‘Our aim should be to simply appreciate life, to stand back and enjoy it all. Yes, we need to work and plan. Sometimes we need to push ourselves beyond the comfort zone in order to grow. But we shouldn't take all this too seriously. We need to remember to enjoy things.’

Week 7: Mindfulness of Other People. Most of your life is about other people. This week you’ll be exploring your relationships to other people and how mindful you are of them.

‘Mindfulness of others means making a conscious effort to see things from other people's point of view. It is an act of imaginative sympathy. If we become aware of another person as a person, we will find that feelings of concern and appreciation naturally arise.’

Week 8: Mindfulness of Reality. The goal of mindfulness in the Buddhist Tradition is a life-changing transcendental insight into how things really are.

‘Buddhism affirms the existence of a wholly new way of perceiving. It is completely different from our everyday mind. This 'new dimension' is not ‘me’. It is not even ‘me’ in a very good state of mind – it goes beyond ‘me’ altogether. But it is not God, or union with the Absolute, or oneness with nature. It is something else – beyond the duality of science and religion.’

The Life with Full Attention App

Life with Full Attention has been found to be so successful and helpful that we have developed an app to help guide participants through their weekly mindfulness ‘home practice’. The app includes a brief reminder of each week’s mindfulness theme, followed by led exercises. It will guide you in your ‘mindful walk’, it will take you through your daily meditation, it will lead you in the ‘three-minute breathing space’, and you can listen to a poem to inspire you each week. We’ll be encouraging you to use the app to get the most out of being on the course.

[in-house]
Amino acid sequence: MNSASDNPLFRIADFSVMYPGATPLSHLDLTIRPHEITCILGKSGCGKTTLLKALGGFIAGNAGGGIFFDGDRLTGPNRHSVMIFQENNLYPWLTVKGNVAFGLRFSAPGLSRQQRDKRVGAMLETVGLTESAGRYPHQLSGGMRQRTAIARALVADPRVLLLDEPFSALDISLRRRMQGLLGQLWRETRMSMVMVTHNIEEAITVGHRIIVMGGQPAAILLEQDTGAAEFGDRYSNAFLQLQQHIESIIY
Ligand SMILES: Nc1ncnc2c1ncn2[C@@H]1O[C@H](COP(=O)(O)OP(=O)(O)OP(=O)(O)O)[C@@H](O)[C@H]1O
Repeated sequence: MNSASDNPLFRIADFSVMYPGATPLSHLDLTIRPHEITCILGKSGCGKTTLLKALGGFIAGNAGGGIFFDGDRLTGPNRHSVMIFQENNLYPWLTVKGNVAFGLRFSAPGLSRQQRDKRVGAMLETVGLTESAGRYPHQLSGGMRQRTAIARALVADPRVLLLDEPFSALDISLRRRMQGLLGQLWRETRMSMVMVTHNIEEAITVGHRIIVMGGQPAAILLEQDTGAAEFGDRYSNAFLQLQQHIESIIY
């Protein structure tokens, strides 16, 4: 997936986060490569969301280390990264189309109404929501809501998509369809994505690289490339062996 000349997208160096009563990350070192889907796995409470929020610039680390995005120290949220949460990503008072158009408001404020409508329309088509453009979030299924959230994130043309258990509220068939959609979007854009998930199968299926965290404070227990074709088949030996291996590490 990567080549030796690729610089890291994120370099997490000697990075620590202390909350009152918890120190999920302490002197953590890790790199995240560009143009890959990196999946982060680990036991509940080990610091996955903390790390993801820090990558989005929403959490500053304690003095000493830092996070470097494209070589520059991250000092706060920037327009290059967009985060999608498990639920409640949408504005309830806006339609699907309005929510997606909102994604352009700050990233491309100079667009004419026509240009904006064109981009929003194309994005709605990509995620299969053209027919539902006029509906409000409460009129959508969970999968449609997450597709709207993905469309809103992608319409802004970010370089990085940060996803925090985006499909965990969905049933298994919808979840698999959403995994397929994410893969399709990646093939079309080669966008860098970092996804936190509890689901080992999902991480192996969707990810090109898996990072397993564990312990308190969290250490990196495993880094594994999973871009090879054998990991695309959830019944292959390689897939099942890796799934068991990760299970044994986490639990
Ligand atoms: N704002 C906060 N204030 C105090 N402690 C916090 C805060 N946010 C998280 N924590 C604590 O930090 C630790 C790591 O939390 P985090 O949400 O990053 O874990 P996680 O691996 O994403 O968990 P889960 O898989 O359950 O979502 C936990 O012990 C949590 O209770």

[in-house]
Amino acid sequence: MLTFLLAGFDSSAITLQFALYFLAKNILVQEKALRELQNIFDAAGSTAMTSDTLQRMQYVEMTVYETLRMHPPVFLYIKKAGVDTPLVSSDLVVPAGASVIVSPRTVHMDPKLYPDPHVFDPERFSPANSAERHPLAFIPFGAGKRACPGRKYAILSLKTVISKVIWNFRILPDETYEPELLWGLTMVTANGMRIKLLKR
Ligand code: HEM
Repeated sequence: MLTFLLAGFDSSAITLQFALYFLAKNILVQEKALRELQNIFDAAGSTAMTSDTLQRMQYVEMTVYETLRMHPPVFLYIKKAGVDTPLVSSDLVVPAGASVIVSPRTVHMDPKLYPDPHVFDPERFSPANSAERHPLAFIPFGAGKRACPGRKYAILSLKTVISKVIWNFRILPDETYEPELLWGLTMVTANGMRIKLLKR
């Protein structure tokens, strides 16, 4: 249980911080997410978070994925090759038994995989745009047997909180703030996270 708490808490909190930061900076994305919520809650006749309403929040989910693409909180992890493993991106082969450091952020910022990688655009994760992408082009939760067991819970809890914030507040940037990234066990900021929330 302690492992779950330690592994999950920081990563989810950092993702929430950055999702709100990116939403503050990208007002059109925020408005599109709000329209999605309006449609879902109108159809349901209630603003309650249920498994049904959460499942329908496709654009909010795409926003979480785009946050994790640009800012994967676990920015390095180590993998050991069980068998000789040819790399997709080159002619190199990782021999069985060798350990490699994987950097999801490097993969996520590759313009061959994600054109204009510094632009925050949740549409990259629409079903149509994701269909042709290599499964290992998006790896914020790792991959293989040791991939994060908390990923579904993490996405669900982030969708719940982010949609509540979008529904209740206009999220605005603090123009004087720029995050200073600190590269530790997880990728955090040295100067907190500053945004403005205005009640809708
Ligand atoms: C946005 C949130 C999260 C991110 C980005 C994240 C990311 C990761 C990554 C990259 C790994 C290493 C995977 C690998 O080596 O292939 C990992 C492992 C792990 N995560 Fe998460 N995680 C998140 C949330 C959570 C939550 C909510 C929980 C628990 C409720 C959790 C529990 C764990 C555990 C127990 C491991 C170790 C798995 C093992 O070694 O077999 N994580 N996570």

WhatsApp Group – Connect and Share

This year, the course will be running simultaneously in Berlin, Barcelona, and New York as well online from the London Buddhist Centre. We really want everyone to feel, wherever they are, that they are taking part in the same course. So we’ll be offering an WhatsApp group that will introduce the leaders, help each participant to stay connected, and help us all to share our experience.

In-person at the BTB – What we’ll be asking from you

Come every week – whether you feel like it or not. If you look for motivation before you do something, you reverse your motivation; mostly you only want to do something when you’re actually doing it.

Come early – so you can lie down in the shrine room and have a nap, you probably need it and you’ll get more from the class if you do.

If are going to miss a class – email the home group leader so we know and can let others know. And do come back the following week. Don’t feel guilty for not having attended, just come back and start again.

Put aside some time to read the book – think of it as an 8-week crash-course in learning and practicing mindfulness.

Do your ‘home practice’ every day – then each week you’ll be in a small group to check in about how that went.